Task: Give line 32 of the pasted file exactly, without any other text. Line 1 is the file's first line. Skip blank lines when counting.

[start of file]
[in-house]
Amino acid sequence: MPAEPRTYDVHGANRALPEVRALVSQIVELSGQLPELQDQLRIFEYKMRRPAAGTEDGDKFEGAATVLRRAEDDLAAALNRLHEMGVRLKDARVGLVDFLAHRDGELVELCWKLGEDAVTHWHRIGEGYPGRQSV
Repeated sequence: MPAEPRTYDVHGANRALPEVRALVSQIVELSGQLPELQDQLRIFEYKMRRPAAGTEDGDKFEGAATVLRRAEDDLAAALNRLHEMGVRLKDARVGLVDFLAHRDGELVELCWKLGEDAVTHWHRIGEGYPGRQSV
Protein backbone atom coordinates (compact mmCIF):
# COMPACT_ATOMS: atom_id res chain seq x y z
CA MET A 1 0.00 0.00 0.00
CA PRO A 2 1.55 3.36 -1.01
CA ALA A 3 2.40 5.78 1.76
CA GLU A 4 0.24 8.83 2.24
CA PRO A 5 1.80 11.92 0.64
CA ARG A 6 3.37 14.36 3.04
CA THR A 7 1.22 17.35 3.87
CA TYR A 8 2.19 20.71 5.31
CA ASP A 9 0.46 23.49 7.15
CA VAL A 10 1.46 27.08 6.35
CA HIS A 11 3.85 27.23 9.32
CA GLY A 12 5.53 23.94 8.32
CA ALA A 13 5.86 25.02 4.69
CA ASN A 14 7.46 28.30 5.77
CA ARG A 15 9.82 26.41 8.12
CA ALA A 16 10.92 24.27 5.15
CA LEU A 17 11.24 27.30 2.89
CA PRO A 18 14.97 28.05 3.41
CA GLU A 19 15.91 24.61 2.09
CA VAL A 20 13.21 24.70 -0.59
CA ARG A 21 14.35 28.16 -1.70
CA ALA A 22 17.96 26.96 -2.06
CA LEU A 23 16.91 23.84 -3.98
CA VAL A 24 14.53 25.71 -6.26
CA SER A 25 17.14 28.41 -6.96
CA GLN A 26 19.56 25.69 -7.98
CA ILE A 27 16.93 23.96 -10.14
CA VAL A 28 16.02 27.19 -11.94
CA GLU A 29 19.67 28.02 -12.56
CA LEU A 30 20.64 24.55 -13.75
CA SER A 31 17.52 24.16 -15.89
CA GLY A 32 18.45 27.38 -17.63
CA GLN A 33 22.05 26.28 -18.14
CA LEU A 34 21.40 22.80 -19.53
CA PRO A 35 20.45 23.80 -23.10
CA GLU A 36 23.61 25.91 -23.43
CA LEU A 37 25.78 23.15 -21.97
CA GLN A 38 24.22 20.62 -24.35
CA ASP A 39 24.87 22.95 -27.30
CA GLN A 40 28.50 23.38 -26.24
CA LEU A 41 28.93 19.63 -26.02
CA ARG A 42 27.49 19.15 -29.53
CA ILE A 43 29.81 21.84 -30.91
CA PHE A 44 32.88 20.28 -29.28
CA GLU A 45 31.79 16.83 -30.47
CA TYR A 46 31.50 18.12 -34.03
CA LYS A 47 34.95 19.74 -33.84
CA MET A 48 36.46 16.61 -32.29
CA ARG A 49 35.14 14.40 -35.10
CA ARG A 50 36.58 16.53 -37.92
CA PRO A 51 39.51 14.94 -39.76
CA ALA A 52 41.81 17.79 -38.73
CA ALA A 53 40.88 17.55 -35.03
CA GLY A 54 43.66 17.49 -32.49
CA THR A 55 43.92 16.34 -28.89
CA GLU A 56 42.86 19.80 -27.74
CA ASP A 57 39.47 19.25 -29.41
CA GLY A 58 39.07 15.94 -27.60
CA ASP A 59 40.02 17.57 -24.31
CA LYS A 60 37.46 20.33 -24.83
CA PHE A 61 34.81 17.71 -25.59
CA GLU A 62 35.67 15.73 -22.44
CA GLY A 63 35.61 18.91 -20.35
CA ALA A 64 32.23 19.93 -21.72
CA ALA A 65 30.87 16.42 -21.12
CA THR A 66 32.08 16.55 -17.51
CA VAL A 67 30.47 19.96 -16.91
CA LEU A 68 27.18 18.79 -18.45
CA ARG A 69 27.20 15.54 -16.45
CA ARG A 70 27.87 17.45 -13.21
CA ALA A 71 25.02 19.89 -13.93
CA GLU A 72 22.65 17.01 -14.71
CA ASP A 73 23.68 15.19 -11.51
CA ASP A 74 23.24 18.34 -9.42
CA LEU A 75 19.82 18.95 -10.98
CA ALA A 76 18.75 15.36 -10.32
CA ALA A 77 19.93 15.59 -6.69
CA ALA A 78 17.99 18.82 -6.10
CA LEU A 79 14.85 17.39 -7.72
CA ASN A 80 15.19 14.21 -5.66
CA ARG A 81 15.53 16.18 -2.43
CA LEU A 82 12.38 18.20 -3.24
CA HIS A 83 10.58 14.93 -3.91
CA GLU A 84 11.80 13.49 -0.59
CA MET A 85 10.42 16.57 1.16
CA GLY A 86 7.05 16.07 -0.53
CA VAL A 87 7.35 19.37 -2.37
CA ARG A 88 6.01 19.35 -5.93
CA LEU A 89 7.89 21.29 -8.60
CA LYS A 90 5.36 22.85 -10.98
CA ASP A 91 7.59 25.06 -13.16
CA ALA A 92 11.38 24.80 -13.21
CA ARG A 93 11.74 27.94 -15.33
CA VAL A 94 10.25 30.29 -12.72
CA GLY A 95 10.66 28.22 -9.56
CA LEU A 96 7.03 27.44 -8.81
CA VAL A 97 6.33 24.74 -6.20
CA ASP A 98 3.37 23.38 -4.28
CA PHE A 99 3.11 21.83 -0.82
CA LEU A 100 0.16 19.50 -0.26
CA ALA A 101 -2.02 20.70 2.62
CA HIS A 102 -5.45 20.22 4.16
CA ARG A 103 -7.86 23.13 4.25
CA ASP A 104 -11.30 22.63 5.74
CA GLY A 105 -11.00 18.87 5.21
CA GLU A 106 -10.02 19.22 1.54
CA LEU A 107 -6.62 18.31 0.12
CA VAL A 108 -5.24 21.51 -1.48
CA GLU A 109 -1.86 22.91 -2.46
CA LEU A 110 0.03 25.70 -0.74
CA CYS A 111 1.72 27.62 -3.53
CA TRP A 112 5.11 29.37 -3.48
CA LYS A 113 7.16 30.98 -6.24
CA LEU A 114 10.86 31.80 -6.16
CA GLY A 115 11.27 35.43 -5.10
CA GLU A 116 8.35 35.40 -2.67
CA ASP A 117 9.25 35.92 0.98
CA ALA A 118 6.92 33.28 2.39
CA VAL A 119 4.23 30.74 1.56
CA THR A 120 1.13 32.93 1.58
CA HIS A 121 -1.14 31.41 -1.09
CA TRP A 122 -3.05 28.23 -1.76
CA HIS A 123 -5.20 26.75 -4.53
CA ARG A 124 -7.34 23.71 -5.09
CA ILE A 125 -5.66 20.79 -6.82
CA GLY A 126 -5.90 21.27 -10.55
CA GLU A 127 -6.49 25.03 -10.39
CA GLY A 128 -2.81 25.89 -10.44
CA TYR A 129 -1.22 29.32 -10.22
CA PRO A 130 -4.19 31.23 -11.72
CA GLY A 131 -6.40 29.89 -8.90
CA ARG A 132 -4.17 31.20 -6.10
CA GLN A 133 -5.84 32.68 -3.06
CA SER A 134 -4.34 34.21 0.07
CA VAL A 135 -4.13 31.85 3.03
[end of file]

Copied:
CA ILE A 27 16.93 23.96 -10.14